Minnesotans conveyed several messages with their constitutional amendment votes in November 2012. One that we heard — and applauded — is that they don’t want to clutter the state Constitution with partisan-tinged policy matters that the Legislature has ample authority to address via statute.

State Senate DFL leaders seemed to agree at the time. We wish they still did.

A constitutional amendment to index the state minimum wage to inflation beginning in 2017 shot out of a Senate committee on Friday on what appeared to be an all-DFL voice vote. The measure would pluck what has become the most contentious feature of the wage floor proposals — an automatic inflation adjustment — out of the hands of House and Senate conferees and boot it to the state’s voters in November.

Like the rejected amendments in 2012 — one to ban same-sex marriage, another to require a government-issued photo ID to vote — the minimum wage’s relationship to inflation is very much within the Legislature’s purview. It has nothing to do with state government’s foundation or function.

The 2012 amendments arrived on the ballot because the Legislature and the governor were at odds, and a governor’s signature is not required to send a proposed amendment to the voters. The new wage amendment, by contrast, is an attempt to resolve a quarrel between House DFLers, who favor allowing inflation to automatically raise the state’s wage floor, and Senate DFLers, who don’t.

That disagreement has become a major roadblock to raising the minimum at all. Conferees started meeting nearly one year ago to resolve the differences between the House’s bill for a $9.50-per-hour minimum plus indexing, and the Senate’s $7.75-per-hour bid, without the inflation tie. (The state’s minimum today is $6.15 for large employers and $5.25 for small ones; the federal minimum is $7.25.)

Senate conferees this year agreed to $9.50, but until last week they opposed the inflation autopilot. We share that view. Putting the minimum wage on an automatic escalator increases the likelihood that it will rise at the start of a recession, leading to more layoffs than might otherwise occur.

Another, less-principled objection to indexing is evidently also on Senate minds. As Sen. Terri Bonoff, DFL-Minnetonka, said at a meeting of the Jobs, Agriculture and Rural Development Committee, the reason senators who oppose indexing are nevertheless willing to let voters insert it into the Constitution is “so we don’t tie up the Legislature year after year after year with this issue.” A statutory tie to inflation, as the House favors, would not settle the matter, as its advocates claim. Instead, she predicted, whether or not to allow an automatic increase to go forward would be an unwelcome point of contention in every future session.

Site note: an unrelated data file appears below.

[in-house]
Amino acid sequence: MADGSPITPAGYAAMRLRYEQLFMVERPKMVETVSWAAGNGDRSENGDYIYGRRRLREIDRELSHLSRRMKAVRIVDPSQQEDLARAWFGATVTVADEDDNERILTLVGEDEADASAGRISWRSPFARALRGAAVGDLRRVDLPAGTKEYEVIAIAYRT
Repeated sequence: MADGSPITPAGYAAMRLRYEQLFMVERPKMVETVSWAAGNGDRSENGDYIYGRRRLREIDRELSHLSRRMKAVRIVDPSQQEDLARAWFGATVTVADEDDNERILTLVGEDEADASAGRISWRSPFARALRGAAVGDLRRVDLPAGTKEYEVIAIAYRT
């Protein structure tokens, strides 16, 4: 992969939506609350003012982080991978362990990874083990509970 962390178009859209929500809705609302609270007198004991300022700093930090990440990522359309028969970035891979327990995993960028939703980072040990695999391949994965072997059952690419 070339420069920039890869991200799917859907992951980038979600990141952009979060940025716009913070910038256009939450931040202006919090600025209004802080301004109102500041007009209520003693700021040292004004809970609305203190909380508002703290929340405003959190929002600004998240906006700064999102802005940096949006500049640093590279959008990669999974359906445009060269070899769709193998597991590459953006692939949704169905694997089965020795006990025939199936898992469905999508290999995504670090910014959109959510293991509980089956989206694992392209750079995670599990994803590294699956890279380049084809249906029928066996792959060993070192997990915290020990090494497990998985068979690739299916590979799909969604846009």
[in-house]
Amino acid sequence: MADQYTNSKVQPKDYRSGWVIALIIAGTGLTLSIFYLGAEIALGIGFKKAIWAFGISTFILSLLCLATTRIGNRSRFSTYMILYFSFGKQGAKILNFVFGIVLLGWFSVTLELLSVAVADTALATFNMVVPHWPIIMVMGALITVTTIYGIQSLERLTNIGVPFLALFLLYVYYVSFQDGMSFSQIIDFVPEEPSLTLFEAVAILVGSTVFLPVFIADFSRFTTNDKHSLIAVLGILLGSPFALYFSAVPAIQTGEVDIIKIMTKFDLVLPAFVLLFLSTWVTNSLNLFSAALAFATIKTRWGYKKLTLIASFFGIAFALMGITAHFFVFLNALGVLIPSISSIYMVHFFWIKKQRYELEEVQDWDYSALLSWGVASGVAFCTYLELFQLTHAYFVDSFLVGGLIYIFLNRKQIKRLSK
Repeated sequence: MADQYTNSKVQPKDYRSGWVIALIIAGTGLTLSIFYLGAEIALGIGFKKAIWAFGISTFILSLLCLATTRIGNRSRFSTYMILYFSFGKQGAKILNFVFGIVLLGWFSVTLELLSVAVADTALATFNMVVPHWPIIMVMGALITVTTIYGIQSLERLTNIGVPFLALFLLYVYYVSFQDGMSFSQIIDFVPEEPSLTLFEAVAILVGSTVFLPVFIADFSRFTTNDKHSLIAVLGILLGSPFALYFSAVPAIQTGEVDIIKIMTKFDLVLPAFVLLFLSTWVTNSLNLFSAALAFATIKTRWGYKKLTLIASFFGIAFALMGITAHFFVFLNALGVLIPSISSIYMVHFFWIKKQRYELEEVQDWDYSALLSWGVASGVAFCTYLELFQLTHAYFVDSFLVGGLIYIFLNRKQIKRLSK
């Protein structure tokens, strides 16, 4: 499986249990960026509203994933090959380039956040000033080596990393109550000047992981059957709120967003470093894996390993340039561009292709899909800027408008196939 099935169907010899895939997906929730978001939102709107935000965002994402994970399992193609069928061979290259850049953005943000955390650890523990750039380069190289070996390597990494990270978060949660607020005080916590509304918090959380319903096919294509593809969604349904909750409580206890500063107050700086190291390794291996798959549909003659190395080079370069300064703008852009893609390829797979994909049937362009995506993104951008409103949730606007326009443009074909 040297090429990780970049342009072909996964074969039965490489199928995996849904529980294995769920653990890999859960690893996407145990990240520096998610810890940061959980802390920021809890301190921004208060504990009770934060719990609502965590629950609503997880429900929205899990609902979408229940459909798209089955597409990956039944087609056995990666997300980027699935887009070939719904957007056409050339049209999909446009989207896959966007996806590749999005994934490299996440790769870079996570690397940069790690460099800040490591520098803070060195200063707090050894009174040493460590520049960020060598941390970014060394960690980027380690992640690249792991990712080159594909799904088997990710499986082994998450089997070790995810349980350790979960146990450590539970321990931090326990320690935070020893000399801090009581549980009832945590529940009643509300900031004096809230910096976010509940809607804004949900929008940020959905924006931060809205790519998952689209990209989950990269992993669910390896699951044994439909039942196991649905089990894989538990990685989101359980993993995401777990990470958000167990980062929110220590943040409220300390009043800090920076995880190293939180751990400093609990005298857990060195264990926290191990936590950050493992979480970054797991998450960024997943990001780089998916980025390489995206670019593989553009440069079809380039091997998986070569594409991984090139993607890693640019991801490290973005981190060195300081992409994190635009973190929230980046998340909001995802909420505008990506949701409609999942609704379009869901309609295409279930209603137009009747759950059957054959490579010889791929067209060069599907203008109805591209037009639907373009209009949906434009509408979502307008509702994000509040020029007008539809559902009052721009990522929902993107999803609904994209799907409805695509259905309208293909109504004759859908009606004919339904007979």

In other words, Senate DFLers who don’t like indexing are nevertheless willing to give voters a chance to lodge this bad idea in the Constitution so it stays out of legislators’ hair. That’s logically convoluted. It’s also reckless lawmaking.

That said, it’s possible that the Senate’s move will yield a positive result. The opportunity to tie wages to inflation in perpetuity could raise needed questions about its long-term advisability. What would happen to wages if inflation were to stay near zero for a period of years? What if a severe recession produced price deflation? Would wages fall, making a bad recession worse? The answers to those questions should cool the already chilly reception the Senate’s amendment idea is receiving in the House.

The all-DFL minimum-wage conference committee has thus far succeeded only in revealing that partisan differences are not the only ones that are hard to bridge in today’s Legislature. The House has given little ground in talks to date. It must appear to low-wage Minnesotans that compromise is a lost legislative art. This conference committee has a chance in coming days to change that impression. We hope they do so without involving the state Constitution.